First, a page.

AUGUSTA — Republican lawmakers have proposed amending an emergency funding bill to provide about $2.2 million to five Maine county jails that face significant budget deficits.

The proposal was introduced Tuesday afternoon during a public hearing on one of several supplemental budget bills submitted by Gov. Paul LePage. Five jails, including the Cumberland County Jail, are on course to run out of operating funds before the fiscal year ends June 30.

Jail administrators and the Maine Board of Corrections, which oversees county jails, appealed for additional funding in January, but LePage has said he will not release more money unless the state takes over jail operations or the control is returned to county governments.

To force a change, the governor has also refused to nominate members to fill vacancies on the Board of Corrections, which he says is ineffective and unaccountable. The board doesn’t have enough members now to form a quorum, so it has no authority to make changes to the jail system or authorize spending if the Legislature approves an emergency bill.

The amendment introduced Tuesday by Sen. James Hamper, R-Oxford, would allow the governor to appoint an independent “receiver” to allocate the funding to jails. Democrats were critical of the plan, noting that LePage already has the power to nominate members to the Board of Corrections.

“This is a manufactured crisis,” said Rep. Peggy Rotundo, D-Lewiston. “We wouldn’t have to do this if the governor simply followed the current law.”

The new proposal would temporarily broaden the governor’s authority over the jails. The receiver would assume powers and duties above those of the current Board of Corrections and decide which jails receive funding and how much.


Despite concerns about the language of the proposal and its broadening of authority the governor already has, Democrats and Republicans on the Legislature’s budget committee expressed a measure of support for it.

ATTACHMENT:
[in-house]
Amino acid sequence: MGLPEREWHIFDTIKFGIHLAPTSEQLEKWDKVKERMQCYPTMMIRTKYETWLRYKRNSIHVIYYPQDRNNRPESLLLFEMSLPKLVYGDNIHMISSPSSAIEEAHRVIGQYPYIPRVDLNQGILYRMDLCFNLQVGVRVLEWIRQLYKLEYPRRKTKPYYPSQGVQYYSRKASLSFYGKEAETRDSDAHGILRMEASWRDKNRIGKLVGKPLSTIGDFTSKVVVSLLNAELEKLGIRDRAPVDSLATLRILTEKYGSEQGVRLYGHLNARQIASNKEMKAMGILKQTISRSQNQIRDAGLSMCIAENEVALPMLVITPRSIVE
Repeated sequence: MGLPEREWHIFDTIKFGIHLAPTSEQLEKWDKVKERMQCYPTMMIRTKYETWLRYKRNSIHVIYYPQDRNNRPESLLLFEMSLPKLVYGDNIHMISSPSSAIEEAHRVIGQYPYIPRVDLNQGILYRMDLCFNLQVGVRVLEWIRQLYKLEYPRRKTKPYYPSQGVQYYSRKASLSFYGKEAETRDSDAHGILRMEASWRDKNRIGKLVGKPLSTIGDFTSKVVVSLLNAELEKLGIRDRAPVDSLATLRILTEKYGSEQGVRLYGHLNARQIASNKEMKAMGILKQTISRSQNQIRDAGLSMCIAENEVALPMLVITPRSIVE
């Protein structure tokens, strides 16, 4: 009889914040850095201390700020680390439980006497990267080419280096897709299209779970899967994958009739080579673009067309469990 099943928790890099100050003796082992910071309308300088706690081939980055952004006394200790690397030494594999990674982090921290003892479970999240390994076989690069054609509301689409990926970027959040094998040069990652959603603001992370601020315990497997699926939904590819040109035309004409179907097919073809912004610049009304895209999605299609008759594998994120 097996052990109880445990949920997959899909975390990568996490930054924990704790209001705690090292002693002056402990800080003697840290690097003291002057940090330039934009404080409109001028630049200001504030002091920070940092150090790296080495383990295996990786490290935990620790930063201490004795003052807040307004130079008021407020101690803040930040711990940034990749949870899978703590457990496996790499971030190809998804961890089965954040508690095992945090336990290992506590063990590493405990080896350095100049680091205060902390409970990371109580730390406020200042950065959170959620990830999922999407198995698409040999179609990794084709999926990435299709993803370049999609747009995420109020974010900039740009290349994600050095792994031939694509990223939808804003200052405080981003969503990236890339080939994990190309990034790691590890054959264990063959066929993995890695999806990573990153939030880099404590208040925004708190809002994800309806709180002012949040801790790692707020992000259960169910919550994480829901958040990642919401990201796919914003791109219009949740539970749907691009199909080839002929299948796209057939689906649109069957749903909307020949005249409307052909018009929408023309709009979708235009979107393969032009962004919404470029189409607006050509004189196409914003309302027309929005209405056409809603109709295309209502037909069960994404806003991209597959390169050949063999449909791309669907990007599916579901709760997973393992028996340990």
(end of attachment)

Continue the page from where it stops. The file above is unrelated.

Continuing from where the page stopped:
Rotundo said the jail deficits are “a very serious issue.”

Sen. Stan Gerzofsky, D-Brunswick, a member of the Criminal Justice and Public Safety Committee, said the proposal would be a temporary fix, and that future governance of the county jails is likely to change.

Adrienne Bennett, the governor’s spokeswoman, said LePage’s position on the Board of Corrections has not changed.

Rep. Tom Winsor, R-Norway, said the governor was supportive of the proposal Tuesday. However, Bennett said the governor is reserving judgment until he sees the final product from the budget committee.

At stake is emergency funding for the five jails with deficits. In January, Ryan Thornell, outgoing director of the Board of Corrections, said Cumberland County needs $596,000 to continue operations. Aroostook County needs $782,000, Penobscot County needs $563,000, York County needs $396,000, and Androscoggin County needs $151,000.


Cumberland County Sheriff Kevin Joyce sent a letter to other sheriffs last week alerting them that, starting Feb. 23, the Cumberland County Jail will no longer take inmates from other counties, and the 76 inmates it now houses from elsewhere in the state will be returned to the counties that sent them.

Joyce told lawmakers Tuesday that he supports the Republicans’ proposal, as did Sagadahoc County Sheriff Joel Merry, one of two remaining members of the corrections board. Merry said he is disappointed that the situation has come to this point. He defended the work of the corrections board and its funding request.

Lawmakers will have to reconcile the $2.2 million in funding sought in the amendment and the request from the jails. Merry told lawmakers that the jails need $2.5 million to get through the fiscal year. He said that the number is a conservative estimate.

“I’d like to think that there’s enough trust in the work at the Board of Corrections,” he said. “Those numbers were based on sound projections and a lot of work.”

The budget committee will hold a work session on the amendment and the larger funding bill to which it is attached on Friday.

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